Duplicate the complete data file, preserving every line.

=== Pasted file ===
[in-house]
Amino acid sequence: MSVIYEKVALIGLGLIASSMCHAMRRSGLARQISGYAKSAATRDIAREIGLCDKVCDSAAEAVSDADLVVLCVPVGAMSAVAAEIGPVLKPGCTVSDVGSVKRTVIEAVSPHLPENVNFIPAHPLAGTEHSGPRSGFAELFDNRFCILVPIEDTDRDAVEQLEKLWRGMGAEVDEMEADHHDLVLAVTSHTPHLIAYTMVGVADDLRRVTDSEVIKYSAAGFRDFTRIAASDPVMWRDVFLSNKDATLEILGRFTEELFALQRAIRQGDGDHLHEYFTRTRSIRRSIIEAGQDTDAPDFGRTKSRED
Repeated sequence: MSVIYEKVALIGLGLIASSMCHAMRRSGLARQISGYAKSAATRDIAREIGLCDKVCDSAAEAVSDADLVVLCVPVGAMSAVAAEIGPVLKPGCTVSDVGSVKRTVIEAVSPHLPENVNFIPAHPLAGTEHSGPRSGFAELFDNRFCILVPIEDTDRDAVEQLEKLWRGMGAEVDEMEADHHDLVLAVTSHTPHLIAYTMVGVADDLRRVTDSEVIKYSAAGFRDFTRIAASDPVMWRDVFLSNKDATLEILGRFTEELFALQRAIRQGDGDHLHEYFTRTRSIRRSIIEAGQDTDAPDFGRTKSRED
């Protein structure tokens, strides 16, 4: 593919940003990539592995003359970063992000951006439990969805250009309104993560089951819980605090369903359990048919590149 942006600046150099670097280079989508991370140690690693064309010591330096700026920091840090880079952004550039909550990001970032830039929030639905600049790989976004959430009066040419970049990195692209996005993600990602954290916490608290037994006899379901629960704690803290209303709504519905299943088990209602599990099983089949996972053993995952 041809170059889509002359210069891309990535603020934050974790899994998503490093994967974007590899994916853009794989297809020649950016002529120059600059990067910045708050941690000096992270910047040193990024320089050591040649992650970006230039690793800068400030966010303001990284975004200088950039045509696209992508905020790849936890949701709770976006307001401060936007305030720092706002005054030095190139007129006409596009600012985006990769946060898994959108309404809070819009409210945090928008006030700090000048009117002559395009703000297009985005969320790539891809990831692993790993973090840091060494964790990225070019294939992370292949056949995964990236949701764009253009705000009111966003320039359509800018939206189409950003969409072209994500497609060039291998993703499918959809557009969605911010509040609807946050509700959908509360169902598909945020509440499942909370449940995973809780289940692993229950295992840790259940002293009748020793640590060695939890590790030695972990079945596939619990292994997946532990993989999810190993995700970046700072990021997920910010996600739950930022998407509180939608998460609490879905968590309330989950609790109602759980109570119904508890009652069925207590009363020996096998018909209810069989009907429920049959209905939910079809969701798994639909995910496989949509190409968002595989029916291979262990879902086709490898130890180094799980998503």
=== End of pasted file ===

[in-house]
Amino acid sequence: MSVIYEKVALIGLGLIASSMCHAMRRSGLARQISGYAKSAATRDIAREIGLCDKVCDSAAEAVSDADLVVLCVPVGAMSAVAAEIGPVLKPGCTVSDVGSVKRTVIEAVSPHLPENVNFIPAHPLAGTEHSGPRSGFAELFDNRFCILVPIEDTDRDAVEQLEKLWRGMGAEVDEMEADHHDLVLAVTSHTPHLIAYTMVGVADDLRRVTDSEVIKYSAAGFRDFTRIAASDPVMWRDVFLSNKDATLEILGRFTEELFALQRAIRQGDGDHLHEYFTRTRSIRRSIIEAGQDTDAPDFGRTKSRED
Repeated sequence: MSVIYEKVALIGLGLIASSMCHAMRRSGLARQISGYAKSAATRDIAREIGLCDKVCDSAAEAVSDADLVVLCVPVGAMSAVAAEIGPVLKPGCTVSDVGSVKRTVIEAVSPHLPENVNFIPAHPLAGTEHSGPRSGFAELFDNRFCILVPIEDTDRDAVEQLEKLWRGMGAEVDEMEADHHDLVLAVTSHTPHLIAYTMVGVADDLRRVTDSEVIKYSAAGFRDFTRIAASDPVMWRDVFLSNKDATLEILGRFTEELFALQRAIRQGDGDHLHEYFTRTRSIRRSIIEAGQDTDAPDFGRTKSRED
């Protein structure tokens, strides 16, 4: 593919940003990539592995003359970063992000951006439990969805250009309104993560089951819980605090369903359990048919590149 942006600046150099670097280079989508991370140690690693064309010591330096700026920091840090880079952004550039909550990001970032830039929030639905600049790989976004959430009066040419970049990195692209996005993600990602954290916490608290037994006899379901629960704690803290209303709504519905299943088990209602599990099983089949996972053993995952 041809170059889509002359210069891309990535603020934050974790899994998503490093994967974007590899994916853009794989297809020649950016002529120059600059990067910045708050941690000096992270910047040193990024320089050591040649992650970006230039690793800068400030966010303001990284975004200088950039045509696209992508905020790849936890949701709770976006307001401060936007305030720092706002005054030095190139007129006409596009600012985006990769946060898994959108309404809070819009409210945090928008006030700090000048009117002559395009703000297009985005969320790539891809990831692993790993973090840091060494964790990225070019294939992370292949056949995964990236949701764009253009705000009111966003320039359509800018939206189409950003969409072209994500497609060039291998993703499918959809557009969605911010509040609807946050509700959908509360169902598909945020509440499942909370449940995973809780289940692993229950295992840790259940002293009748020793640590060695939890590790030695972990079945596939619990292994997946532990993989999810190993995700970046700072990021997920910010996600739950930022998407509180939608998460609490879905968590309330989950609790109602759980109570119904508890009652069925207590009363020996096998018909209810069989009907429920049959209905939910079809969701798994639909995910496989949509190409968002595989029916291979262990879902086709490898130890180094799980998503």